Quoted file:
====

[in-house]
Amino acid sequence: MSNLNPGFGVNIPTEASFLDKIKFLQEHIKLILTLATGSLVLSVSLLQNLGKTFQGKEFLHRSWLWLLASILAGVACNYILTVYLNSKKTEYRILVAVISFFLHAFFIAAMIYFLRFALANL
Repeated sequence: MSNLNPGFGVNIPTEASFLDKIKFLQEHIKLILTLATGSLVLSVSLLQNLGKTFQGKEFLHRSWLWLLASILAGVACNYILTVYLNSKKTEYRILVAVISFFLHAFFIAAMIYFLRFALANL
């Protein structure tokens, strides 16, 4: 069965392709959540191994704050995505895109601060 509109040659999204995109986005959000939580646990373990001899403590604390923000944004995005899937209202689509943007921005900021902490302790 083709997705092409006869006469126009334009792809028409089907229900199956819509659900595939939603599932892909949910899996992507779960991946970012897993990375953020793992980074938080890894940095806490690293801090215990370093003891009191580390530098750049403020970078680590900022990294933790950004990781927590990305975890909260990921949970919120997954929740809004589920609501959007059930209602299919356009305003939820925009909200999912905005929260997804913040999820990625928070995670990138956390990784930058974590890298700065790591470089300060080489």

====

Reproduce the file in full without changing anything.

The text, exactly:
[in-house]
Amino acid sequence: MSNLNPGFGVNIPTEASFLDKIKFLQEHIKLILTLATGSLVLSVSLLQNLGKTFQGKEFLHRSWLWLLASILAGVACNYILTVYLNSKKTEYRILVAVISFFLHAFFIAAMIYFLRFALANL
Repeated sequence: MSNLNPGFGVNIPTEASFLDKIKFLQEHIKLILTLATGSLVLSVSLLQNLGKTFQGKEFLHRSWLWLLASILAGVACNYILTVYLNSKKTEYRILVAVISFFLHAFFIAAMIYFLRFALANL
């Protein structure tokens, strides 16, 4: 069965392709959540191994704050995505895109601060 509109040659999204995109986005959000939580646990373990001899403590604390923000944004995005899937209202689509943007921005900021902490302790 083709997705092409006869006469126009334009792809028409089907229900199956819509659900595939939603599932892909949910899996992507779960991946970012897993990375953020793992980074938080890894940095806490690293801090215990370093003891009191580390530098750049403020970078680590900022990294933790950004990781927590990305975890909260990921949970919120997954929740809004589920609501959007059930209602299919356009305003939820925009909200999912905005929260997804913040999820990625928070995670990138956390990784930058974590890298700065790591470089300060080489």